Jim Endicott started his keynote with a video clip shown during the Presentation Summit 2008 — the video showed the conference host, Rick Altman as a candidate for the post of the US President. He suggested Rick could do it again for the upcoming 2012 election. Be it 2008, 2012, or even all the years that this conference has existed, Jim admitted that one of the important things of being in this conference for so many years is that you gain perspective. Over the years, the conversation in the conference has started to evolve beyond basic PowerPoint to advanced stuff and evolving presenting technologies. He then wondered if presenters are communicating better today? They may have these great visuals, but do they have something substantial to say?
Jim mentioned that “Life is a series of presentations“, much like the name of the book by Tony Jeary. When you are sitting one-on-one with an audience, that is indeed a presentation, even if you haven’t planned it before — or even if there are no slides.
Jim then mentioned that he would take the audience on a personal journey. He explored applications that effected almost any relation you have in your life. Jim reminded that if you lack outstanding skills, your careers can come to a screeching halt. He then provided examples of 3 business communicators:
- A senior product manager has to present to around 5 very senior people in the organization, and give them updates in just 15 minutes. His presentation deck contains 40 to 50 slides, and then executives ask him too many uncomfortable questions. He gets confused!
- A sales person is so excited, and he believes that his clients would be excited too — and then he hits a wall!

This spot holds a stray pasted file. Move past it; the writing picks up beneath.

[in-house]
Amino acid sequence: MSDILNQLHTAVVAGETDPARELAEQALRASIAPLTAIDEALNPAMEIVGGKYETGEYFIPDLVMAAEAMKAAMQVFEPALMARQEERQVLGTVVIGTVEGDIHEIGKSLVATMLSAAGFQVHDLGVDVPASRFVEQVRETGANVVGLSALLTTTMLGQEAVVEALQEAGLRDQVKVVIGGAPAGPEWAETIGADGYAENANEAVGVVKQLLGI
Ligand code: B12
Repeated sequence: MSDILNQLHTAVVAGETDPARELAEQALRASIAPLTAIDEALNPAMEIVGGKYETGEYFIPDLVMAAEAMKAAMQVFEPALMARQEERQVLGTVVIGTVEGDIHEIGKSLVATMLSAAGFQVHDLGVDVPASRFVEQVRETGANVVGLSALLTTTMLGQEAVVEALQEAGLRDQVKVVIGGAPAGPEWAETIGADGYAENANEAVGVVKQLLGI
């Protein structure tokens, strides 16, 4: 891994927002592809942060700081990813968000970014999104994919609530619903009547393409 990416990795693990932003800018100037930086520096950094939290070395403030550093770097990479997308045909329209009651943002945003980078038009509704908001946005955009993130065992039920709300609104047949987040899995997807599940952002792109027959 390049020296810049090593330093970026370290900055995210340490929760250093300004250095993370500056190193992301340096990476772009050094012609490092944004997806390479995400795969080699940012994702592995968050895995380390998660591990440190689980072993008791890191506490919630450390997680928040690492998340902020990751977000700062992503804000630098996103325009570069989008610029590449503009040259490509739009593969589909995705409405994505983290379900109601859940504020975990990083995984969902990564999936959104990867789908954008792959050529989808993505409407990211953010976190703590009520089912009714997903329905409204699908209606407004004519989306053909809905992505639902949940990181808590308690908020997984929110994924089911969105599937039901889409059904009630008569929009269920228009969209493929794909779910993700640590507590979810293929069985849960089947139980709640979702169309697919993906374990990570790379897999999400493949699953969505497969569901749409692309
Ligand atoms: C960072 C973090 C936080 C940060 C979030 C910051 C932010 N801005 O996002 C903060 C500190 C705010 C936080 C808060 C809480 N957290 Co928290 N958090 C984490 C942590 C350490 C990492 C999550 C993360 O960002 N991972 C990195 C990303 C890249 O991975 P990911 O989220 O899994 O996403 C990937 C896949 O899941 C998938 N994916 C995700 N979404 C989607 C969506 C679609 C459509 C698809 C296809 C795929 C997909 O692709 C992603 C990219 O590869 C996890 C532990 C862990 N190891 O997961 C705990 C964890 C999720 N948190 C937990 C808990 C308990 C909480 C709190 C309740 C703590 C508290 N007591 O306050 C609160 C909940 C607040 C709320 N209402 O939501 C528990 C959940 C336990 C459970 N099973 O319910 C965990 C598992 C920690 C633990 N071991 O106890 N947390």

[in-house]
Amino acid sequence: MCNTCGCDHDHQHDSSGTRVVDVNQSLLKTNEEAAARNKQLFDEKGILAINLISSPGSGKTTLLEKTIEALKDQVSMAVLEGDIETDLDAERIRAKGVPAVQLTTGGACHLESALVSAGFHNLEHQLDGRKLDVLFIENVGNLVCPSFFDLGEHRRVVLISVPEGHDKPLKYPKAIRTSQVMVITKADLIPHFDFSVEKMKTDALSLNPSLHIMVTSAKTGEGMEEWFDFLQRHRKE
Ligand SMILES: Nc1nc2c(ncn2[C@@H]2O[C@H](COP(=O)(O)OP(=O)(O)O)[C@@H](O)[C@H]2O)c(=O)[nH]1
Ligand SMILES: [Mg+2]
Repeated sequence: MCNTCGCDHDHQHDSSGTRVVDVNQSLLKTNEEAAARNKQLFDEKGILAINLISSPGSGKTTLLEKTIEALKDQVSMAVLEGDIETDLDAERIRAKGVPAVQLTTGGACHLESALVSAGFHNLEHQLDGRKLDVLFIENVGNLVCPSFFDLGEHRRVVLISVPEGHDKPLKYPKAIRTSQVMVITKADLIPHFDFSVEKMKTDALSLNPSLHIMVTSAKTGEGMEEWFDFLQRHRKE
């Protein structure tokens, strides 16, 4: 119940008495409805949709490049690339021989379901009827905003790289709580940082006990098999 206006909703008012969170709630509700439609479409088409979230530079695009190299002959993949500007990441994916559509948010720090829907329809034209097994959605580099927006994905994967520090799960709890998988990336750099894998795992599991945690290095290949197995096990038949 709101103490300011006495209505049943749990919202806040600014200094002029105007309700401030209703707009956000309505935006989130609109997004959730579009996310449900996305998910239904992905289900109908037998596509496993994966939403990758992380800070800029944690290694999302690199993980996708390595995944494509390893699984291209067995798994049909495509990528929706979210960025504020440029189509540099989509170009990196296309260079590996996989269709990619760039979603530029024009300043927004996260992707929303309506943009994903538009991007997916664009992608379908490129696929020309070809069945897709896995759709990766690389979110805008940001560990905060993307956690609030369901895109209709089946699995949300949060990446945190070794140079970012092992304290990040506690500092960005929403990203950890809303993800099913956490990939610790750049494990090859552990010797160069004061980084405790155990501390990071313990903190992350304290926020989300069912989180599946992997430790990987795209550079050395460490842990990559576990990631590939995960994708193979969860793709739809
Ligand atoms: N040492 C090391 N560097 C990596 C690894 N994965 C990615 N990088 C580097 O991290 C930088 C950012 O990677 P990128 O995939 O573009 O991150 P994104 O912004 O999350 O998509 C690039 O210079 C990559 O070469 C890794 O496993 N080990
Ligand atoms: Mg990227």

- A senior manager has been promoted, and he is brilliant. But in 2 weeks he has to give a keynote to 2500 people, and this will then be shown to a million people. Can someone help him?
So what does it take to be heard today. You need all of these:
- An illustrated story with visual aids
- A compelling story-line with a great message
- An enthusiastic business story-teller with personal communication skills
And you also need to observe differences in your audience members – specifically individuals within your audience. Each individual is different, and the way the approach, grasp, and assimilate information is different. These style differences in individuals pervade beyond our business lives — they invade our personal lives too. Jim then referred to well known US sitcom, Everybody Loves Raymond — about an anecdote when different characters act and react differently to a situation.
Clearly there is a need for a tool to measure these differences — and in fact there are two of them:
- DiSC Observable Behaviors explores perceptions
- Myers Briggs Thinking & Behavior explores perceptions and also provides some insight
Jim explored DiSC behaviors for the rest of his session.
Identifying these styles is an important part of life, and how you react:
- D: Driver
- i: Influencer
- S: Steady
- C: Conscientious
Jim explained several ways in which you can identify your personal behavioral style — and also about how you can attempt to find out about other people’s behavioral styles.
He then suggested that everyone in the audience do this exercise with the person next to them:
Tell them what you believe you are
Tell them how do you like others to communicate information and ideas to you?
Tell them what a good day looks like to you?
Jim ended by exploring behavioral qualities of all four styles of people:
Be on time
Stick to business
Be ready to wrap up any time
Focus on results / impact
Minimize busy PowerPoint
Be prepared to back up claims
Be credible / confident
Provide eye contact
Relationship more important than task at hand
Allow time for interaction / discussion
Emphasize personal stories vs. facts
Be passionate and interesting
Provide testimonials and case studies
Buying you as much as your idea
Ask for their opinion
Provide assurances through change / performance guarantees
Honesty / integrity over anything else
More inclined to partner
Don’t force decision making
Strong need for consensus
Avoid overselling ideas
Don’t get too personal
Provide depth of tangible evidence
Don’t force decision making
Stress slows or stop the process
Provide time to discuss details
Guide follow-up scheduling